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Haris Silajdžić[pronunciation?] (Cyrillic: Харис Силајџић; born 1 October 1945) is a Bosnian politician and academic. In the 2006 elections, Silajdžić was elected as the Bosniak member of the Presidency of Bosnia and Herzegovina for four years in the rotating presidency.[1]

Haris Silajdžić
Haris Silajdžić.jpg
18th and 21st Chairman of the Presidency of Bosnia and Herzegovina
In office
6 March 2010 – 10 November 2010
Prime Minister Nikola Špirić
Preceded by Željko Komšić
Succeeded by Nebojša Radmanović
In office
7 March 2008 – 6 November 2008
Prime Minister Nikola Špirić
Preceded by Željko Komšić
Succeeded by Nebojša Radmanović
6th Bosniak Member of the Presidency of Bosnia and Herzegovina
In office
6 November 2006 – 10 November 2010
Preceded by Sulejman Tihić
Succeeded by Bakir Izetbegović
Prime Minister of Bosnia and Herzegovina
In office
25 October 1993 – 31 January 1996
President Alija Izetbegović
Preceded by Mile Akmadžić
Succeeded by Hasan Muratović
In office
3 January 1997 – 6 June 2000
Serving with Boro Bosić (1997–99)
Svetozar Mihajlović (1999–2000)
President Alija Izetbegović
Živko Radišić
Ante Jelavić
Preceded by Hasan Muratović
Succeeded by Spasoje Tuševljak
Minister of Foreign Affairs
In office
20 December 1990 – 30 October 1993
President Alija Izetbegović
Prime Minister Jure Pelivan
Mile Akmadžić
Preceded by office established
Succeeded by Irfan Ljubijankić
Personal details
Born (1945-10-01) 1 October 1945 (age 72)
Breza, SR Bosnia and Herzegovina, Yugoslavia
Nationality Bosniak
Political party SBIH
Other political
SDA (1990–96)
Spouse(s) Selma Muhedinović (2016-)


Political careerEdit

Haris Silajdžić and former Prime Minister of Croatia Ivo Sanader discuss Croatian-Bosnian relations, cooperation in energy, and the continuation of Euro-Atlantic integration processes on 27 May 2010 in Zagreb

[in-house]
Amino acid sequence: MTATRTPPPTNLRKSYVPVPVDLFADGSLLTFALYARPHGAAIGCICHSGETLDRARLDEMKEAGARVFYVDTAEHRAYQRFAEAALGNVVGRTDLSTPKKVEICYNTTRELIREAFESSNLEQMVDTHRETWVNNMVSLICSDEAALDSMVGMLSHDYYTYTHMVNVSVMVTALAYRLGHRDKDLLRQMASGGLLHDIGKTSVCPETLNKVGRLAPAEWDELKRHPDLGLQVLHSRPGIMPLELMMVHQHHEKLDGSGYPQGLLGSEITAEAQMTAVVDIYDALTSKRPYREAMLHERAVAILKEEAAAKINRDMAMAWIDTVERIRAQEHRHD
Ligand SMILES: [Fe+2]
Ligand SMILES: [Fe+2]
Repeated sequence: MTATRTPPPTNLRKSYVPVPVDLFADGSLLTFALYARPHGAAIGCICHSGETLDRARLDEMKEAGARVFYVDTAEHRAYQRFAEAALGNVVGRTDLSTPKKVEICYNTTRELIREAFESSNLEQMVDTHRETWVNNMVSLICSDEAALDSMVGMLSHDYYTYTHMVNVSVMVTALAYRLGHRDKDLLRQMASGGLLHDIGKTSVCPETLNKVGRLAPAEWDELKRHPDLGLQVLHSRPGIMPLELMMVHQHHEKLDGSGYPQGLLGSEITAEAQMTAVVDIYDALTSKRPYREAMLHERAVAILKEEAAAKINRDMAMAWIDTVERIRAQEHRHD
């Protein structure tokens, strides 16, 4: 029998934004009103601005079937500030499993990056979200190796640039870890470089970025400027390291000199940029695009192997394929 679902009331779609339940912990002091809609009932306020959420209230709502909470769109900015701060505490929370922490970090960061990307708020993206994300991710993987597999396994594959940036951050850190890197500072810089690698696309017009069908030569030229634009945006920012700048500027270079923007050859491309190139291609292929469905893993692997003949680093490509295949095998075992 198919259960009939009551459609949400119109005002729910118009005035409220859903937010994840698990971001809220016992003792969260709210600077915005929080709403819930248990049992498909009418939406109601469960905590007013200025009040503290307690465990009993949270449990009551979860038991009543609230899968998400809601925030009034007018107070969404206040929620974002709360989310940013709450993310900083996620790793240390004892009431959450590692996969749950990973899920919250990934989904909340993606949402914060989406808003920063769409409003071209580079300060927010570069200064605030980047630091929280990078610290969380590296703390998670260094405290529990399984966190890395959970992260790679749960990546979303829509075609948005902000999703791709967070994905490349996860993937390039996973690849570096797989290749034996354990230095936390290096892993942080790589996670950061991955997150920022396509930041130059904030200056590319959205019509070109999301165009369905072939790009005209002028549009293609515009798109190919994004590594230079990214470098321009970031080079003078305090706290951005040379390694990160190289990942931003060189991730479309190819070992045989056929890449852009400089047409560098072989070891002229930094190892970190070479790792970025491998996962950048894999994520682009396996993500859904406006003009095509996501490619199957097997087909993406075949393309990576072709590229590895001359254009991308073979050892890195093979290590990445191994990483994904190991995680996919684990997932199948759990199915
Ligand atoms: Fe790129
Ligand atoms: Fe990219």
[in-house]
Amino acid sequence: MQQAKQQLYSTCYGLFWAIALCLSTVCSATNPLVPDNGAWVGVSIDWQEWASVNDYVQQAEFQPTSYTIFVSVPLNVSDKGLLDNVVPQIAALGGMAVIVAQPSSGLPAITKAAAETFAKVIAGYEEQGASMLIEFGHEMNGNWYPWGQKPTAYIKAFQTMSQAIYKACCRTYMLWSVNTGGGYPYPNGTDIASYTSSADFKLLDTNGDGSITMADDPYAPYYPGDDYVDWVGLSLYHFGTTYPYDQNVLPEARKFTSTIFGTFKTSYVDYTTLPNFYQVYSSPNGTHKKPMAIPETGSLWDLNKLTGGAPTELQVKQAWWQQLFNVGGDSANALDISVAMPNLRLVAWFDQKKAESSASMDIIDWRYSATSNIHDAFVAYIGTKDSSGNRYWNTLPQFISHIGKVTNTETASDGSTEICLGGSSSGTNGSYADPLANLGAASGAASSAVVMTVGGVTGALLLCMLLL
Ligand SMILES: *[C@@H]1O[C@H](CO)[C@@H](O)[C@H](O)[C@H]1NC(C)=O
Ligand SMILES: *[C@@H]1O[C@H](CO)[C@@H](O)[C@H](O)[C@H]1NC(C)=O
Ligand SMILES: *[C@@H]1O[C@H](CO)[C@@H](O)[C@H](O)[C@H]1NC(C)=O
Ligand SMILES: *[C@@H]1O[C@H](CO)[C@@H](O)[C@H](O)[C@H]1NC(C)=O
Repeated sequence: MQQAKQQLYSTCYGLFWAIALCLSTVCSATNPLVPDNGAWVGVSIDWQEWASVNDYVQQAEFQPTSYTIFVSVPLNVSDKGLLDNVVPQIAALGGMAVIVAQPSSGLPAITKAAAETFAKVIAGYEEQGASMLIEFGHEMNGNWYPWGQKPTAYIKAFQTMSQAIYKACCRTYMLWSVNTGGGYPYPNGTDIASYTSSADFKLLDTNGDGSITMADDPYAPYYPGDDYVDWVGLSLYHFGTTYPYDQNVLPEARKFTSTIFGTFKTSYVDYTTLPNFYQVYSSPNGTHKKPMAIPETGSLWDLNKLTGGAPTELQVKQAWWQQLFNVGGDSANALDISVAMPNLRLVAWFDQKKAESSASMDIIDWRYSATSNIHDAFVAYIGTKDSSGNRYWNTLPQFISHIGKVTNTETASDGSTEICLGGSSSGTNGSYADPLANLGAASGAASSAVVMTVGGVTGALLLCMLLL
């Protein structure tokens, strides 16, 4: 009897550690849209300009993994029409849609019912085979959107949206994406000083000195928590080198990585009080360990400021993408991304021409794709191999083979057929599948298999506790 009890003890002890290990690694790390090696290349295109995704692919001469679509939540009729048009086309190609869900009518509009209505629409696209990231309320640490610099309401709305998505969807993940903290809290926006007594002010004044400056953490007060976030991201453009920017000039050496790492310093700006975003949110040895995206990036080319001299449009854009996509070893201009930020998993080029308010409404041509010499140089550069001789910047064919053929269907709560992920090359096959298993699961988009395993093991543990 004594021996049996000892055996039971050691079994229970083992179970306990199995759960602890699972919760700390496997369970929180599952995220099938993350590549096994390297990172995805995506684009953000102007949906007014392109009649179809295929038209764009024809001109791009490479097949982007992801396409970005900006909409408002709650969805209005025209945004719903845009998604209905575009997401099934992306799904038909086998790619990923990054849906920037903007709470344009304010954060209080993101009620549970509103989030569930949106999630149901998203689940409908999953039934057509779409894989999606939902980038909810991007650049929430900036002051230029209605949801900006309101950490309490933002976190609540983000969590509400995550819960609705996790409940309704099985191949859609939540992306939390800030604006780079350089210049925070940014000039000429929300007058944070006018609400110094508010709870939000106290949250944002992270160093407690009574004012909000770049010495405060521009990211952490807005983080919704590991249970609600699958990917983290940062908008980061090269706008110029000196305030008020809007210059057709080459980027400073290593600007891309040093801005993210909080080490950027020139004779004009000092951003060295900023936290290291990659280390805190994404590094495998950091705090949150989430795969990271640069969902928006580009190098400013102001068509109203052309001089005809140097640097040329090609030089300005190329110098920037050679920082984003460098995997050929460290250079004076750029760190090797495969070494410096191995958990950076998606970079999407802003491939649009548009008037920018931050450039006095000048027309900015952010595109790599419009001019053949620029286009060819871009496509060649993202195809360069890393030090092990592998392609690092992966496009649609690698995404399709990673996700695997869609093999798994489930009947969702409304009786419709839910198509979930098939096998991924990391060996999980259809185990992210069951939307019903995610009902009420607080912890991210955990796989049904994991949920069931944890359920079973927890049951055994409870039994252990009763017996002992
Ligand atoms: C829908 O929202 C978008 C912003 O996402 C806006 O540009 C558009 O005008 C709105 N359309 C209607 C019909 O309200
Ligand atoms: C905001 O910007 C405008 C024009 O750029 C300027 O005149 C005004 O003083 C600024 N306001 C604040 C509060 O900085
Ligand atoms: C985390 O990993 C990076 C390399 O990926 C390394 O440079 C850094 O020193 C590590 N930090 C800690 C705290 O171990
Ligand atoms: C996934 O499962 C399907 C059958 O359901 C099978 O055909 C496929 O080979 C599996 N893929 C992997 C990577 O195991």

From 1990 to 1993 he served as the foreign minister of the Republic of Bosnia and Herzegovina and as the prime minister from 1993 to 1996. In 1996, he left the Party of Democratic Action because of personal reasons, and founded the Party for Bosnia and Herzegovina (SBiH). His SBiH entered the Parliamentary Assembly of Bosnia and Herzegovina and become one of the leading Bosnian Muslim parties the following year.[2]

In 2007, the International Court of Justice in the Hague acquitted Serbia of the charges of complicity in genocide brought against the "Federal Republic of Yugoslavia" by the Bosnian government.[3] Silajdžić expressed disappointment at the court's ruling, but welcomed the fact that the court "ruled that Serbia and Montenegro had violated the Convention on the Prevention and Punishment of the Crime of Genocide by not preventing or punishing the perpetrators of the genocide.".[4]

Silajdžić has been a member of the Bosnian delegation which negotiated the US-brokered Dayton Accords. He continues stressing that the document was essential in ending the genocide in Bosnia-Herzegovina, but now sees it as an obstacle in reunifying the country. Making strong steps and claims in 2006 and 2007 towards canceling certain parts of Dayton accords, he directly opposes the constitution of the country, thus being a very controversial political figure, famous on the Bosniak and infamous on the Serbian side. His main directions are abolishing the existence of Republika Srpska, breaking certain relations with Serbia and reforming the country towards unity. He continues to be a key figure in Bosnian politics. Originally, he was a member and vice-president of the Party of Democratic Action, but broke away from the party in 1997 by funding his own Party for Bosnia and Herzegovina.[5]